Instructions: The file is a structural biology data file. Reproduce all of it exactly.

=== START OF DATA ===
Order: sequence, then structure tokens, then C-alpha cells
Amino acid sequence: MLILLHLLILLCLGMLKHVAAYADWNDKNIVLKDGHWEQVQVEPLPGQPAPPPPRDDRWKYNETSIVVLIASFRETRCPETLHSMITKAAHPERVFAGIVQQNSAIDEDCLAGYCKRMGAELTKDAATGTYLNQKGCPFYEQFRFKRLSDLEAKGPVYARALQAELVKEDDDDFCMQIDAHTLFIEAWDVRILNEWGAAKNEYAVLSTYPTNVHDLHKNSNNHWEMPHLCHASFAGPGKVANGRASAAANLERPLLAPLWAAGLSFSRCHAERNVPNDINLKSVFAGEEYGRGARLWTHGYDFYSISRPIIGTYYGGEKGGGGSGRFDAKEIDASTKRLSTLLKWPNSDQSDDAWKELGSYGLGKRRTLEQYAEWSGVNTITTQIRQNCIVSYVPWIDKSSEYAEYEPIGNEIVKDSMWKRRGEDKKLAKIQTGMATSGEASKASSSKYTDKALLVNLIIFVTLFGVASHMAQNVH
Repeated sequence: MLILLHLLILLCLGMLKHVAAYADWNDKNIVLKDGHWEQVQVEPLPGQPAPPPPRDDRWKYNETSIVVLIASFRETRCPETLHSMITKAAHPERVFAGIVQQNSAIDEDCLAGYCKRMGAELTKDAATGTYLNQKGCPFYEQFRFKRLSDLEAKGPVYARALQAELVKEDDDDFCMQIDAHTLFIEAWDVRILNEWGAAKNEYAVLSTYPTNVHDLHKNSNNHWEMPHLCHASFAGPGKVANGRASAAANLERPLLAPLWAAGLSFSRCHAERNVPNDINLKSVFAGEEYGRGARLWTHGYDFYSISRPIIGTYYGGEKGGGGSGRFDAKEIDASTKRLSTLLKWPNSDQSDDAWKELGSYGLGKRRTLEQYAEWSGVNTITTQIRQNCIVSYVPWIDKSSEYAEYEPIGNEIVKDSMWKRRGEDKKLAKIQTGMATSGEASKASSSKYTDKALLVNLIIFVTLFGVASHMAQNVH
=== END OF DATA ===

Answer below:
Order: sequence, then structure tokens, then C-alpha cells
Amino acid sequence: MLILLHLLILLCLGMLKHVAAYADWNDKNIVLKDGHWEQVQVEPLPGQPAPPPPRDDRWKYNETSIVVLIASFRETRCPETLHSMITKAAHPERVFAGIVQQNSAIDEDCLAGYCKRMGAELTKDAATGTYLNQKGCPFYEQFRFKRLSDLEAKGPVYARALQAELVKEDDDDFCMQIDAHTLFIEAWDVRILNEWGAAKNEYAVLSTYPTNVHDLHKNSNNHWEMPHLCHASFAGPGKVANGRASAAANLERPLLAPLWAAGLSFSRCHAERNVPNDINLKSVFAGEEYGRGARLWTHGYDFYSISRPIIGTYYGGEKGGGGSGRFDAKEIDASTKRLSTLLKWPNSDQSDDAWKELGSYGLGKRRTLEQYAEWSGVNTITTQIRQNCIVSYVPWIDKSSEYAEYEPIGNEIVKDSMWKRRGEDKKLAKIQTGMATSGEASKASSSKYTDKALLVNLIIFVTLFGVASHMAQNVH
Repeated sequence: MLILLHLLILLCLGMLKHVAAYADWNDKNIVLKDGHWEQVQVEPLPGQPAPPPPRDDRWKYNETSIVVLIASFRETRCPETLHSMITKAAHPERVFAGIVQQNSAIDEDCLAGYCKRMGAELTKDAATGTYLNQKGCPFYEQFRFKRLSDLEAKGPVYARALQAELVKEDDDDFCMQIDAHTLFIEAWDVRILNEWGAAKNEYAVLSTYPTNVHDLHKNSNNHWEMPHLCHASFAGPGKVANGRASAAANLERPLLAPLWAAGLSFSRCHAERNVPNDINLKSVFAGEEYGRGARLWTHGYDFYSISRPIIGTYYGGEKGGGGSGRFDAKEIDASTKRLSTLLKWPNSDQSDDAWKELGSYGLGKRRTLEQYAEWSGVNTITTQIRQNCIVSYVPWIDKSSEYAEYEPIGNEIVKDSMWKRRGEDKKLAKIQTGMATSGEASKASSSKYTDKALLVNLIIFVTLFGVASHMAQNVH